Students protest proposed immigration policies |

Students protest proposed immigration policies

Jeff Munson and Amanda Fehd

A group of as many as 40 Hispanic students from South Tahoe Middle School demonstrated this morning over immigration policies, with another demonstration being organized among high school students.

The students, many of them waving flags, are protesting proposed new immigration policies in Congress, an organizer said. A school district official said school officials are aware of the middle school demonstration and are “on alert.”

South Lake Tahoe police monitored the protest this morning, and returned some of the students to school.

“They were upset about the laws trying to be enacted,” said Lt. Martin Hale of the police department. “We got some calls from people saying the kids were out in the street.”

At least two parents appeared with the students. The other students were returned to school, Hale said.

The students are not in trouble. Officers were concerned about the children’s safety and the fact that they were protesting without their parents permission, Hale said.

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An organizer of the event said high school students plan a protest later today, marching from the high school to the district’s administrative office on Al Tahoe Boulevard.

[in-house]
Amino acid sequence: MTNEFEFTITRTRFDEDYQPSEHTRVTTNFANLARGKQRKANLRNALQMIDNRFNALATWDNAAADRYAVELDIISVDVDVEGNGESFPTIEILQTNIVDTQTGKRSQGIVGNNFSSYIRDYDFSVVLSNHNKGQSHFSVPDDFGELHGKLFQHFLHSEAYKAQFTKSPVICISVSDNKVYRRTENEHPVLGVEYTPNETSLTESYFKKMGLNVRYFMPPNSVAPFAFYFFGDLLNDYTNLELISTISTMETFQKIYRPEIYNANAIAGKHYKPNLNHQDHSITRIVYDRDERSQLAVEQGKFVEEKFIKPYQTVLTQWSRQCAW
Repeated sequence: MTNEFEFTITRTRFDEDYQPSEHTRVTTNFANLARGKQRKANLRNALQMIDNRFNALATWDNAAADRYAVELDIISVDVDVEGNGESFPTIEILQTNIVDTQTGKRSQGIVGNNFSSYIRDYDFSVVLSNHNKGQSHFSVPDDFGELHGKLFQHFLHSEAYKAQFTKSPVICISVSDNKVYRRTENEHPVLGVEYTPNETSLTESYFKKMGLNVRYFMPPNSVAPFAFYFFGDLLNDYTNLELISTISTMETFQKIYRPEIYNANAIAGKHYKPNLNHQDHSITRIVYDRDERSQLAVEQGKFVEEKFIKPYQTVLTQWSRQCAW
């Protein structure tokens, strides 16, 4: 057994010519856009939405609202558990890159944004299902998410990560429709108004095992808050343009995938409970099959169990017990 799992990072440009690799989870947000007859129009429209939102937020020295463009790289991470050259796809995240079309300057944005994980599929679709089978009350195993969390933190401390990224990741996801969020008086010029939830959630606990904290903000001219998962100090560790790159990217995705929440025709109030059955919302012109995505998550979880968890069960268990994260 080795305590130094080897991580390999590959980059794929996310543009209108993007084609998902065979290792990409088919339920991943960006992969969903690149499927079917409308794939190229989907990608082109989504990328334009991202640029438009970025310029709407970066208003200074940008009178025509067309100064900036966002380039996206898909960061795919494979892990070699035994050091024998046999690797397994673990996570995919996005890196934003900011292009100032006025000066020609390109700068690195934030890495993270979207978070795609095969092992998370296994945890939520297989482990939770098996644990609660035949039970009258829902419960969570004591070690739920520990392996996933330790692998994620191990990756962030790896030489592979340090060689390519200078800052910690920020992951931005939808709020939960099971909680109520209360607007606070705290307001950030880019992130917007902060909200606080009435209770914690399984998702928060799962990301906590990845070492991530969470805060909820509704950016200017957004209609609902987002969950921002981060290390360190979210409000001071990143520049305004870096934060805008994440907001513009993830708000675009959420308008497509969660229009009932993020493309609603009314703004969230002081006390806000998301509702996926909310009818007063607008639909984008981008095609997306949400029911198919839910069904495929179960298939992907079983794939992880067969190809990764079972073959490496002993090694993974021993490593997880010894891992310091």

District superintendent Jim Tarwater said students are considered truant if they leave campus. Most of the students returned to school, he said, but as of 10:30 a.m. about 15-20 were still out protesting.

The students told a Tribune reporter that proposed legislation that will be taken up in Congress this week is racist.

“Just listen to what we have to say and don’t judge us as criminals just because we’re Mexican,” said Monica Fausto, a South Tahoe High School student who was among the protesters.

Tarwater said the students have a right to protest, but should do it peacefully and within the boundaries of the law.

“To the parents: We want your child to always come to school. We will never close the door on any student because education is the road to success,” Tarwater said. “For the students, I can say that no one is going to be sent back to Mexico. They can show their pride by doing well in school.”

The district has about 1,500 Hispanic students, about 400 of which are at South Tahoe High School.